It is autumn 1981 when the inconceivable comes to Blackeberg, a suburb in Sweden. The body of a teenage boy is found, emptied of blood, the murder rumored to be part of a ritual killing. Twelve-year-old Oskar is personally hoping that revenge has come at long last—revenge for the bullying he endures at school, day after day.

But the murder is not the most important thing on his mind. A new girl has moved in next door—a girl who has never seen a Rubik’s Cube before, but who can solve it at once. There is something wrong with her, though, something odd. And she only comes out at night….

This is a strange book. I will say that. And I absolutely enjoyed it’s strangeness. However…

The book progresses too slowly for my taste. If the book had a faster pace I would have enjoyed the book significantly more but in this case, I felt every page I read.  And I often found myself having to reread pages, because I didn’t understand what happened, mainly because the slow pace had me reading-but-not-reading the passages at times. This is not to say nothing interesting happens in the book. I imagine this would make a great movie, high-energy, exciting and gory.  This book contains several attacks, murders and mysteries.  However all that “excitement” that “creepiness” was lost under a monotone. That is my main issue with the book.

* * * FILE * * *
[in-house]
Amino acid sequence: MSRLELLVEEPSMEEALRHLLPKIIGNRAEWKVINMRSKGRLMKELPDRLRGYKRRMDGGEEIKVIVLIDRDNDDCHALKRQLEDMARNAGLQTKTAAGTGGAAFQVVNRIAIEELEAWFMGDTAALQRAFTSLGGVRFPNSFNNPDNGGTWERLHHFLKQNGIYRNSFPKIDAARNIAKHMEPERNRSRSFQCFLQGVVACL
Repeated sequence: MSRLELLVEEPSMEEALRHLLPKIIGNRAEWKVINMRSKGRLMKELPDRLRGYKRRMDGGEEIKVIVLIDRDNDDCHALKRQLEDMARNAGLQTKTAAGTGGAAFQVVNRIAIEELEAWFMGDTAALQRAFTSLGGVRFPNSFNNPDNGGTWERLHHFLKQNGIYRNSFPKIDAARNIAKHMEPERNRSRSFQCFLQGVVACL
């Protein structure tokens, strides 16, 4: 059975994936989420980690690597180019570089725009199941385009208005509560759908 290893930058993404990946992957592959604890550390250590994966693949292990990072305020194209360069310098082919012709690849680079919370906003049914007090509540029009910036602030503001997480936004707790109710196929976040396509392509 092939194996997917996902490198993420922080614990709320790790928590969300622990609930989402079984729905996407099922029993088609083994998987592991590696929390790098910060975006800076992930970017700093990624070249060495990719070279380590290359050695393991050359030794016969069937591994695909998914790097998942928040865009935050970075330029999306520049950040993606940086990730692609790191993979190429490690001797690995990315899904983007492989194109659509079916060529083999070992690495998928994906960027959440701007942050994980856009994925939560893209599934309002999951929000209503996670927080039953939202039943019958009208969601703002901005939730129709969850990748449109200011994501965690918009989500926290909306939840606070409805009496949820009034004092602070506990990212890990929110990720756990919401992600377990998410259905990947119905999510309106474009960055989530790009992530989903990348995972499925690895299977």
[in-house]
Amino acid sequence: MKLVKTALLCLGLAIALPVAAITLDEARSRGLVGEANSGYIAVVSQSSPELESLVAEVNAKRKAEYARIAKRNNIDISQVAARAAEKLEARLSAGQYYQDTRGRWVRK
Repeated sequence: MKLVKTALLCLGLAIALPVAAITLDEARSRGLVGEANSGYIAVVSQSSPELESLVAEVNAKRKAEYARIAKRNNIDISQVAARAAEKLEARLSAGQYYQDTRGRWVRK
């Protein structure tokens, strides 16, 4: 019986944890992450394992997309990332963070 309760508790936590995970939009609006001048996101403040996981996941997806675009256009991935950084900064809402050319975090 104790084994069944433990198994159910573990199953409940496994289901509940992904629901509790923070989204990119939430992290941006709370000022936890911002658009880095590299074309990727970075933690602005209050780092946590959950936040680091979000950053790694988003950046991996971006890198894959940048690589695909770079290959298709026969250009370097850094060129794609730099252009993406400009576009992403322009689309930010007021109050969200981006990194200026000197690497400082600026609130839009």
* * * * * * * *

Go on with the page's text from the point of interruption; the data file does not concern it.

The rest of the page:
Lindqvist is very good at allowing readers to get to know almost every character in the book on a deep level. In that way, I see why people call him the Swedish Stephen King, but a lot of that information also slowed the pace down and made the story predictable in many respects. So it’s a toss up on whether that particular presentation is good or not.

The thing I liked most about this book was that it wasn’t afraid to explore sexuality. Their were homosexual, and heterosexual characters in the book. Their is Pedophilia. One of the main characters, I won’t say which, could be identified as non-gendered. I found this exploration interesting, mainly because it is so rarely done.

I won’t be buying a copy of the book myself. But it is an interesting one to study.